My husband and I are very old fashioned, in that we love old things – he even likes to go to flea markets and such with me. So we bought a beautiful turn-of-the-century home a few years ago. It’s 1,800 square feet of character and charm… and about 400 square feet of “needs updating.” But I love our home and I love how we’re making it our own.
The neighborhood could use a little work though. Not in the way of crime – our crime rate isn’t much different from even the best neighborhoods in town (and you can bet there aren’t as many break-ins around here) – because, while there is a nice handful of us that are working to better the aesthetic of the oldest part of the city, there are a few that couldn’t care less. Or they’re just plain ignorant.
Case in point: my neighbor. Now, the run down house next door to me used to be occupied by a sweet, but sickly, old man. He was a wonderful neighbor as a person, but failed to take care of his home due to his condition – and he liked to buy things… lots of things. He passed away last fall. His children don’t want to deal with the hoards of items within his home, so they’ve enlisted a distant family member to stay in the house and s-l-o-w-l-y rummage through the piles. Well, he’s not the brightest crayon in the box, and he certainly favors the liquor. I keep a close eye on him as my kitchen window directly overlooks the outdoor space where he spends a lot of time.
He built a fire directly on the small (2×3 foot?) concrete patio. I’ve seen him cooking meals in a can there. Saddens me, really, that he may not even have power in this 30 degree weather. But my empathy for him stops there. Especially when today he was igniting said fire with gasoline and managed to catch the gas can on fire. Then he tossed it on the ground and just stared at it. Seeing as the house of cards he’s staying in would not do well in a fire… and would certainly put my family at risk… I yelled out the window.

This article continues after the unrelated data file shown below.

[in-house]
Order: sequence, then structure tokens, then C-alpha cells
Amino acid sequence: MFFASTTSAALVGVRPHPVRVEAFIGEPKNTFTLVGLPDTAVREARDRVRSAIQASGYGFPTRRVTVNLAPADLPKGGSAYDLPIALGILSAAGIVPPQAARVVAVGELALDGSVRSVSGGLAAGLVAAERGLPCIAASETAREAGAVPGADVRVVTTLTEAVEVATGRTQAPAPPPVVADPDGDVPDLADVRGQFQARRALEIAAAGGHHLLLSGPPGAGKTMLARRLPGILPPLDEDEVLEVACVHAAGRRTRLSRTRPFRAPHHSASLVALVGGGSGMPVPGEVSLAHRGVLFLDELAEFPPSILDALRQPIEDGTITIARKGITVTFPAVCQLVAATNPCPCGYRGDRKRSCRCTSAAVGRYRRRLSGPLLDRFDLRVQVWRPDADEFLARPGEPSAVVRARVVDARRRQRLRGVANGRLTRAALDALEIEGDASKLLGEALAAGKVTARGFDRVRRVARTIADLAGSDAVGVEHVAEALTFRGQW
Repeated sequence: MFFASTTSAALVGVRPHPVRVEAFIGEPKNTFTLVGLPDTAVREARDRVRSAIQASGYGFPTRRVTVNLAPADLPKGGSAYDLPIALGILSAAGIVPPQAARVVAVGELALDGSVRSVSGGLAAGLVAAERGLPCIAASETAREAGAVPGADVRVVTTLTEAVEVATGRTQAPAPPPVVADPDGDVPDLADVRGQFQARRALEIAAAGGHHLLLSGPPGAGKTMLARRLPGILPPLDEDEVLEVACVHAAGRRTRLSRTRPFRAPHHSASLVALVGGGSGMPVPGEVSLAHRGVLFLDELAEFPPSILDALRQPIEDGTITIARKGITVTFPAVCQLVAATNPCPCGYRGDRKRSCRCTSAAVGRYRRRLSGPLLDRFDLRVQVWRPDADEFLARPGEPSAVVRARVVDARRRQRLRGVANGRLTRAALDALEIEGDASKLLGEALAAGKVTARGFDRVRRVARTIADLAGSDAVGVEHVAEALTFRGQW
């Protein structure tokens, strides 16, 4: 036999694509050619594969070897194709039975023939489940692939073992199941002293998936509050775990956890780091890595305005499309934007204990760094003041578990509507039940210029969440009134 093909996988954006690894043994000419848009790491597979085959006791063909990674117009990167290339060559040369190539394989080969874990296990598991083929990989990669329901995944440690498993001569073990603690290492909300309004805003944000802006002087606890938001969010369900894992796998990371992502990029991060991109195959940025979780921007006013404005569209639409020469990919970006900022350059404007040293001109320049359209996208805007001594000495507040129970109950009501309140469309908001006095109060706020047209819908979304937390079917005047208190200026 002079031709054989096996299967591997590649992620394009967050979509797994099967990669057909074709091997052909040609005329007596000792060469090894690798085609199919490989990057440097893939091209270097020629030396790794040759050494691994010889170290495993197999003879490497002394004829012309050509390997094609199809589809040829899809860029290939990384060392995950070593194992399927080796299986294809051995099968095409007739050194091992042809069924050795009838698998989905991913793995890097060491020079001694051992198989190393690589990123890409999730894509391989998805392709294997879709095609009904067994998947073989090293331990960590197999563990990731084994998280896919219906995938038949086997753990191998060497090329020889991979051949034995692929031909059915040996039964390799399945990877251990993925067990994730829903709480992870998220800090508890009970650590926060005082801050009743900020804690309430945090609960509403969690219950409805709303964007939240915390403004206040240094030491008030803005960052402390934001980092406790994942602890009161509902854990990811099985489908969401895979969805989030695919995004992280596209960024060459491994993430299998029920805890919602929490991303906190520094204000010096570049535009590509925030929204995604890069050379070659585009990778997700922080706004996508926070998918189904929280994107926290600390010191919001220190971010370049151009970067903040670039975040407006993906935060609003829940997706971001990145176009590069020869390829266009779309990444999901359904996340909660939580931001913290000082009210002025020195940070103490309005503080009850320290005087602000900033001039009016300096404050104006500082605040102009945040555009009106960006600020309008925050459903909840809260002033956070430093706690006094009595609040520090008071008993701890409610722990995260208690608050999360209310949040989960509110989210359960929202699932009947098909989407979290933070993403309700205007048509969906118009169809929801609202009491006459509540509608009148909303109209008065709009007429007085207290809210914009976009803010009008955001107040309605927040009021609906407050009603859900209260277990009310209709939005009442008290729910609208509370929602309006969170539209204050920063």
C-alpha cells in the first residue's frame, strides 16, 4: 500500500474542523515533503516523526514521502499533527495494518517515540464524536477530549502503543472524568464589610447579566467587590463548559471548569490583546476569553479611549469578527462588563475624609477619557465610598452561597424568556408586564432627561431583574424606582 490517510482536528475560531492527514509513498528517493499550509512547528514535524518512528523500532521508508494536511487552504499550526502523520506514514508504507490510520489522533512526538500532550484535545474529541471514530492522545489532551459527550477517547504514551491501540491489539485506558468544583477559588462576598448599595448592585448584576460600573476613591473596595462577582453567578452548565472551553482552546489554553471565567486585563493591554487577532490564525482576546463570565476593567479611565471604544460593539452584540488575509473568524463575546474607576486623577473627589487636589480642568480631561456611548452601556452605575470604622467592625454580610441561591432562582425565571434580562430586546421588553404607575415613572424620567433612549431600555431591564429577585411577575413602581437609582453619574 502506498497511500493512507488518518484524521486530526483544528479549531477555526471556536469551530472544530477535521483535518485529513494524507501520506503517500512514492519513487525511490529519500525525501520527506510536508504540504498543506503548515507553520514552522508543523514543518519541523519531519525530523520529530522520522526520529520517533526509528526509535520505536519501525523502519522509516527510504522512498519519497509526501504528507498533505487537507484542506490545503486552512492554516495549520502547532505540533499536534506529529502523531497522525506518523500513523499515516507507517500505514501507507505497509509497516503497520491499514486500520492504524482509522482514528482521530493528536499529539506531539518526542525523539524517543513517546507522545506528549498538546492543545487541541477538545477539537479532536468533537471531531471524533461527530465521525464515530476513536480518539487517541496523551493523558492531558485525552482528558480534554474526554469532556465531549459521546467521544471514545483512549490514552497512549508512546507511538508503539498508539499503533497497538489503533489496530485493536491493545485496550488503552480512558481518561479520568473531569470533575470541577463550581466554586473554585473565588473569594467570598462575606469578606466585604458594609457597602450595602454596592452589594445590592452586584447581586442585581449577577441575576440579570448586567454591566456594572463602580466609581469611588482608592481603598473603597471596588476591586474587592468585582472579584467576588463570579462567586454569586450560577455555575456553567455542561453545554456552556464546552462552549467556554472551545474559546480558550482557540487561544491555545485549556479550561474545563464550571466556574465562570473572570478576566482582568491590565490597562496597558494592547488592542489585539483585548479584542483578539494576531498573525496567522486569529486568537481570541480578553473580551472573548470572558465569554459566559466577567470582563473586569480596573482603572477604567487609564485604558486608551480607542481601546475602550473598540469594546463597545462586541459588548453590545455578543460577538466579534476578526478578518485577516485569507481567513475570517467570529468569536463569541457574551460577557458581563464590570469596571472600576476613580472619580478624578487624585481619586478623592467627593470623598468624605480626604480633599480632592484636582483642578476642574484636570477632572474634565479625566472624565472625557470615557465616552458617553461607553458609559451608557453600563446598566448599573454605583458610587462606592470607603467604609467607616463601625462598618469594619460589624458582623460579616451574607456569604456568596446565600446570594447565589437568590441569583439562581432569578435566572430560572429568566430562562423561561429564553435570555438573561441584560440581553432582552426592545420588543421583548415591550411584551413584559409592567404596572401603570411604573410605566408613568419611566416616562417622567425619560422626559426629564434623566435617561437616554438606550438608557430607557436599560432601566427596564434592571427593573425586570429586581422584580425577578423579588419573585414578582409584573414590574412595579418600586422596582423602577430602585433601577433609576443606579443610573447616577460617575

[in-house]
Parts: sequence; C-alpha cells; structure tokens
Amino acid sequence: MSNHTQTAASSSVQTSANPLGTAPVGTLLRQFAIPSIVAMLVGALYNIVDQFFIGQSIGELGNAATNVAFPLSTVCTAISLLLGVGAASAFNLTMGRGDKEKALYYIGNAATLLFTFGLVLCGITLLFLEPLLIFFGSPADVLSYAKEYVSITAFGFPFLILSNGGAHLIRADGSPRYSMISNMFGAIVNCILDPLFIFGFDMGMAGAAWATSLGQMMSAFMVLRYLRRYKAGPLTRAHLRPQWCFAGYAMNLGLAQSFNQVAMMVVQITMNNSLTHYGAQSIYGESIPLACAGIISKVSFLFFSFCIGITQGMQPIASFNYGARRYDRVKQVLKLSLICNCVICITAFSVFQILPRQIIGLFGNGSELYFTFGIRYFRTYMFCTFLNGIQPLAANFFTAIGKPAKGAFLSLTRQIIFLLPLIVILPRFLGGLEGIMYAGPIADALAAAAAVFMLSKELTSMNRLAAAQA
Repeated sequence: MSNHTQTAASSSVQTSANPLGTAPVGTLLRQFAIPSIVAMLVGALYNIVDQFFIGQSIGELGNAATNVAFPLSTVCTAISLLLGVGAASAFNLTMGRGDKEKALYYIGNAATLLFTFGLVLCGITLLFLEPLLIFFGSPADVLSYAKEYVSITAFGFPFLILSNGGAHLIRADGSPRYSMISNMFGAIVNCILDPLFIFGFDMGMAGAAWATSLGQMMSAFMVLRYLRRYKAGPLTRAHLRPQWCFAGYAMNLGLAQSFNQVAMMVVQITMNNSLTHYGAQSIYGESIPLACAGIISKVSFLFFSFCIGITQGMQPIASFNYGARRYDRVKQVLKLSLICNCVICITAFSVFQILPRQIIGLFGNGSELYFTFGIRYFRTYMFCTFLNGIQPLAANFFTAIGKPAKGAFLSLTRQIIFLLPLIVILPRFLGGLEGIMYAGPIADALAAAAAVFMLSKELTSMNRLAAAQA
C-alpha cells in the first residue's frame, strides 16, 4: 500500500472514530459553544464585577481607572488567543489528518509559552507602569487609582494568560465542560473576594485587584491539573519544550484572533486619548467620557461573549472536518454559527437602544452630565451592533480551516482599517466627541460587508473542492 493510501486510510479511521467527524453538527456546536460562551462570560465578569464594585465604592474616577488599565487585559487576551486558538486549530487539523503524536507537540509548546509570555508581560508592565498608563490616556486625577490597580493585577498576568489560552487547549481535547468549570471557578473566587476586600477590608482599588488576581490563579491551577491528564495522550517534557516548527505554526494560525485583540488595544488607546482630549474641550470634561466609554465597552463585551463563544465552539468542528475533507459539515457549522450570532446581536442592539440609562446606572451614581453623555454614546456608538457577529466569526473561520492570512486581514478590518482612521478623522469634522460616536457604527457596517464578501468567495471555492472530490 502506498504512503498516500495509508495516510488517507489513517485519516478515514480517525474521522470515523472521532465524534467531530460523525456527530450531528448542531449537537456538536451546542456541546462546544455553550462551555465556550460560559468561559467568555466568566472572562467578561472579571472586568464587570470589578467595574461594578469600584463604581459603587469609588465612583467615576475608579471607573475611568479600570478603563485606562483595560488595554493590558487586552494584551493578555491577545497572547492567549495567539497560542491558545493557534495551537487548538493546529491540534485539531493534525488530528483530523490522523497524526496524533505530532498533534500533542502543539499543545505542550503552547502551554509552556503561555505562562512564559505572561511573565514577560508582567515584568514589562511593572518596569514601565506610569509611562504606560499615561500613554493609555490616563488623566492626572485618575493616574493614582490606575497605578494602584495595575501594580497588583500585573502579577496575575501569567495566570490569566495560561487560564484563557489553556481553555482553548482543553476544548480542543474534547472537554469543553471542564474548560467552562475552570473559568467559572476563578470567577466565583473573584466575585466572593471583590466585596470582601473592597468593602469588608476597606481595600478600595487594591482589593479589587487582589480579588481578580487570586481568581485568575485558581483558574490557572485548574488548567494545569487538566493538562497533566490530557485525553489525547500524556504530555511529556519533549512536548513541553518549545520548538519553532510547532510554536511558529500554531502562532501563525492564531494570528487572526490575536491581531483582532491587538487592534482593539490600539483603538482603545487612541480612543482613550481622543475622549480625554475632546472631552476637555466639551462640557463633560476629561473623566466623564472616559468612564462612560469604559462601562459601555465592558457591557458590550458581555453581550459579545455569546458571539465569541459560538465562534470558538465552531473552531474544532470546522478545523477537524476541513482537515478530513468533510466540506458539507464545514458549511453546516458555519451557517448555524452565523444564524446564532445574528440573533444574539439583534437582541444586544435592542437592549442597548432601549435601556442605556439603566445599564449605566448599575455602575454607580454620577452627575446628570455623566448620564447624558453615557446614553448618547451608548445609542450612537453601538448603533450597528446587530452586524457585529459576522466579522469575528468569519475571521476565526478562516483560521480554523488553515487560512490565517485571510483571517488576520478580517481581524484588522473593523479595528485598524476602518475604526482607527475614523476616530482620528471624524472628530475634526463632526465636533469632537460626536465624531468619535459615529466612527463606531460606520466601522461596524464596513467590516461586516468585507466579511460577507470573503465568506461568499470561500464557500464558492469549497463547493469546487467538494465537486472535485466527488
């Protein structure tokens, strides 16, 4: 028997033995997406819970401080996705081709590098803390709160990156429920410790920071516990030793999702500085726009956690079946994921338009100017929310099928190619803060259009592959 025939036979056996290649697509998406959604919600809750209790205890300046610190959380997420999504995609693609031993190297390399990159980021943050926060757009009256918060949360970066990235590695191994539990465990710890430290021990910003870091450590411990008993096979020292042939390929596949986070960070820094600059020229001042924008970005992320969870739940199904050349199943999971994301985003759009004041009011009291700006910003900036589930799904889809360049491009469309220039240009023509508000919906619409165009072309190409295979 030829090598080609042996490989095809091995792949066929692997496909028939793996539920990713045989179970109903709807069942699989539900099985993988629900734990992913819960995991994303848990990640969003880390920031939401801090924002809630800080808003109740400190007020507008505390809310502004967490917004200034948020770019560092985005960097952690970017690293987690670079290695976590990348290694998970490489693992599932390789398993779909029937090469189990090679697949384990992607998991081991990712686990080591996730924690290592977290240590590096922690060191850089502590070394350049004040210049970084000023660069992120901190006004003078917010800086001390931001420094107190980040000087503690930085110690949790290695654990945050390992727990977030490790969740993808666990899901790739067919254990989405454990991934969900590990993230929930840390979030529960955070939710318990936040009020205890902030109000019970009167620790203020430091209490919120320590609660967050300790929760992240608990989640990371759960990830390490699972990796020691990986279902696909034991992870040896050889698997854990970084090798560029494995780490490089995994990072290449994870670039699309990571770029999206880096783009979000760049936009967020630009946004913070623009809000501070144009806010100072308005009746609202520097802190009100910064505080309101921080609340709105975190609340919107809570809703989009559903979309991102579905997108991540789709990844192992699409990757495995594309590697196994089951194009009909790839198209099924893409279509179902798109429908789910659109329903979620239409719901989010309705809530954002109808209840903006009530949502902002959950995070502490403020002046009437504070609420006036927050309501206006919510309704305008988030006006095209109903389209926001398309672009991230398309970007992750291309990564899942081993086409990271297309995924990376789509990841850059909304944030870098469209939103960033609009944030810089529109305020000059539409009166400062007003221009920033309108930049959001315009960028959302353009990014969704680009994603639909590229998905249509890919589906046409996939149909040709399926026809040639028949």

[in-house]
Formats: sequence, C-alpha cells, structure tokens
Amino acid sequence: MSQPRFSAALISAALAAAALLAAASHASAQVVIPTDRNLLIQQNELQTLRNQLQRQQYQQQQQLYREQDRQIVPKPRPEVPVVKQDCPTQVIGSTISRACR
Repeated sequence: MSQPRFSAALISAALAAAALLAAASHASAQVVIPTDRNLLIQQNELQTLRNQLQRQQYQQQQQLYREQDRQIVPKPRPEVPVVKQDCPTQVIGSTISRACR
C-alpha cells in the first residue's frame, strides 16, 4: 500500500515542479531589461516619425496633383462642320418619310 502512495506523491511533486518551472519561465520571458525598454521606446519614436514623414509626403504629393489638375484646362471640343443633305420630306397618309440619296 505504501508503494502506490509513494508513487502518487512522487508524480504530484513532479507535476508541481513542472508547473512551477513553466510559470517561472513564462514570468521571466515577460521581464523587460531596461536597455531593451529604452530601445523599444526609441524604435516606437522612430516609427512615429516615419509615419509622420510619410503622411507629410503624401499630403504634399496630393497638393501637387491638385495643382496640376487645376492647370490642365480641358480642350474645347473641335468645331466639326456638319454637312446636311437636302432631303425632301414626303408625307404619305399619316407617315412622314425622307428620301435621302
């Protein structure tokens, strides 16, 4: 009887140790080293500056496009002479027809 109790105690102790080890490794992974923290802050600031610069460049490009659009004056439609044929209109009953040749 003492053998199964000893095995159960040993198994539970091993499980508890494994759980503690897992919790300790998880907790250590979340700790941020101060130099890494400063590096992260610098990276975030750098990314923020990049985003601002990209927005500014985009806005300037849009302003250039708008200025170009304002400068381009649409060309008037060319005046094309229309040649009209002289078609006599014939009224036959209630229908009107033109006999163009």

“Yeah, I’ll put it out.” So he moseyed inside only to come out several minutes later with a blanket and toss it on the gas can. Effective, no? The second blanket started to resemble a giant wick, and it was heading straight for the house. Then he proceeds to obtain dirt from the garden to bury it, but not before inspecting each shovel full — for adequate pH balance? Surprisingly, the fire department showed up — who ever could have called them? — and wrote him a citation. He didn’t seem phased in the slightest.
Where in the bloody….?? What’s the point here?
I tell my little tale to make this point: don’t let the neighbors diminish your efforts to make your little corner of the world a better place. And that goes far beyond the house you live in. Take online content for example (Are you surprised by that transition? Really?). There is still some stigma placed on content marketing – it’s the old, worn down neighborhood in the city of online presence. Many of the people that live in content marketing still just manage to keep the walls up and fail to put in the work that will make the neighborhood better – make it stand out like the beacon it can be.
But there are a few of us (and thankfully, the number is growing) who are working diligently to beef up the curb appeal. We know the value in content marketing and see the potential for a lucrative investment. There are days when, in all honesty, it doesn’t really feel like it’s worth the fuss – that we’ll never get to the place we envision. But we press on.
And one day, that neighbor will accidentally burn the house to the ground (or something less ominous like move away, or start to actually see the potential, too), and we will still be standing – proud, established, and gloriously much more valuable.
(originally posted on Ink’d Content)